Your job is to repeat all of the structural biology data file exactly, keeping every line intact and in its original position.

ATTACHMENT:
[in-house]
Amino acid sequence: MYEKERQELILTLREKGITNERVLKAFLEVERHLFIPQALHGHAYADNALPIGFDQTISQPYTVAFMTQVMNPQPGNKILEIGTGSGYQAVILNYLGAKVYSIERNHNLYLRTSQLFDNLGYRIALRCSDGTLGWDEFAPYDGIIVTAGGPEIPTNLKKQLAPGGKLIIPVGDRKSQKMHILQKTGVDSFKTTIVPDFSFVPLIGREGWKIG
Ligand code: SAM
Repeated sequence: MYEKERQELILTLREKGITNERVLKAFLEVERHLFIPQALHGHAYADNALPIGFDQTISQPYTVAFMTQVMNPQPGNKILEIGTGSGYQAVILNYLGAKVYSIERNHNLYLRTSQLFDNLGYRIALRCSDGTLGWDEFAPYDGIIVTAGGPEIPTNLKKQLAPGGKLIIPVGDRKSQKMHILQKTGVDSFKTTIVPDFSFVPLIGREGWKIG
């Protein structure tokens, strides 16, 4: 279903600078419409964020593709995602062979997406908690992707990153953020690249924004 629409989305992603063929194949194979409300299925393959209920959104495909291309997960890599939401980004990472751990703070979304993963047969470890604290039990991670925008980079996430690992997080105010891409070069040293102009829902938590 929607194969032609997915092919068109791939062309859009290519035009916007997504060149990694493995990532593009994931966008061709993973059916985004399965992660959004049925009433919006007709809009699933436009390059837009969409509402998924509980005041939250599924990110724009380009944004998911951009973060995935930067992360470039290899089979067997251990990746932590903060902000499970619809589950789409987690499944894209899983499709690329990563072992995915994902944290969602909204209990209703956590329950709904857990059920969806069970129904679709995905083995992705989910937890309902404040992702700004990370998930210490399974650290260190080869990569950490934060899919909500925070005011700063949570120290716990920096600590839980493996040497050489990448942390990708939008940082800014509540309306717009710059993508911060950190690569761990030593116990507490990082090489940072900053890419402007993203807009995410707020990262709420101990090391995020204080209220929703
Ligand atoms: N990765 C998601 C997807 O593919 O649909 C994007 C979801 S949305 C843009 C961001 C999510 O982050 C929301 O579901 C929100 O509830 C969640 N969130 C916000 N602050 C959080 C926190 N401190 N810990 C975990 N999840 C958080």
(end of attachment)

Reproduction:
[in-house]
Amino acid sequence: MYEKERQELILTLREKGITNERVLKAFLEVERHLFIPQALHGHAYADNALPIGFDQTISQPYTVAFMTQVMNPQPGNKILEIGTGSGYQAVILNYLGAKVYSIERNHNLYLRTSQLFDNLGYRIALRCSDGTLGWDEFAPYDGIIVTAGGPEIPTNLKKQLAPGGKLIIPVGDRKSQKMHILQKTGVDSFKTTIVPDFSFVPLIGREGWKIG
Ligand code: SAM
Repeated sequence: MYEKERQELILTLREKGITNERVLKAFLEVERHLFIPQALHGHAYADNALPIGFDQTISQPYTVAFMTQVMNPQPGNKILEIGTGSGYQAVILNYLGAKVYSIERNHNLYLRTSQLFDNLGYRIALRCSDGTLGWDEFAPYDGIIVTAGGPEIPTNLKKQLAPGGKLIIPVGDRKSQKMHILQKTGVDSFKTTIVPDFSFVPLIGREGWKIG
């Protein structure tokens, strides 16, 4: 279903600078419409964020593709995602062979997406908690992707990153953020690249924004 629409989305992603063929194949194979409300299925393959209920959104495909291309997960890599939401980004990472751990703070979304993963047969470890604290039990991670925008980079996430690992997080105010891409070069040293102009829902938590 929607194969032609997915092919068109791939062309859009290519035009916007997504060149990694493995990532593009994931966008061709993973059916985004399965992660959004049925009433919006007709809009699933436009390059837009969409509402998924509980005041939250599924990110724009380009944004998911951009973060995935930067992360470039290899089979067997251990990746932590903060902000499970619809589950789409987690499944894209899983499709690329990563072992995915994902944290969602909204209990209703956590329950709904857990059920969806069970129904679709995905083995992705989910937890309902404040992702700004990370998930210490399974650290260190080869990569950490934060899919909500925070005011700063949570120290716990920096600590839980493996040497050489990448942390990708939008940082800014509540309306717009710059993508911060950190690569761990030593116990507490990082090489940072900053890419402007993203807009995410707020990262709420101990090391995020204080209220929703
Ligand atoms: N990765 C998601 C997807 O593919 O649909 C994007 C979801 S949305 C843009 C961001 C999510 O982050 C929301 O579901 C929100 O509830 C969640 N969130 C916000 N602050 C959080 C926190 N401190 N810990 C975990 N999840 C958080």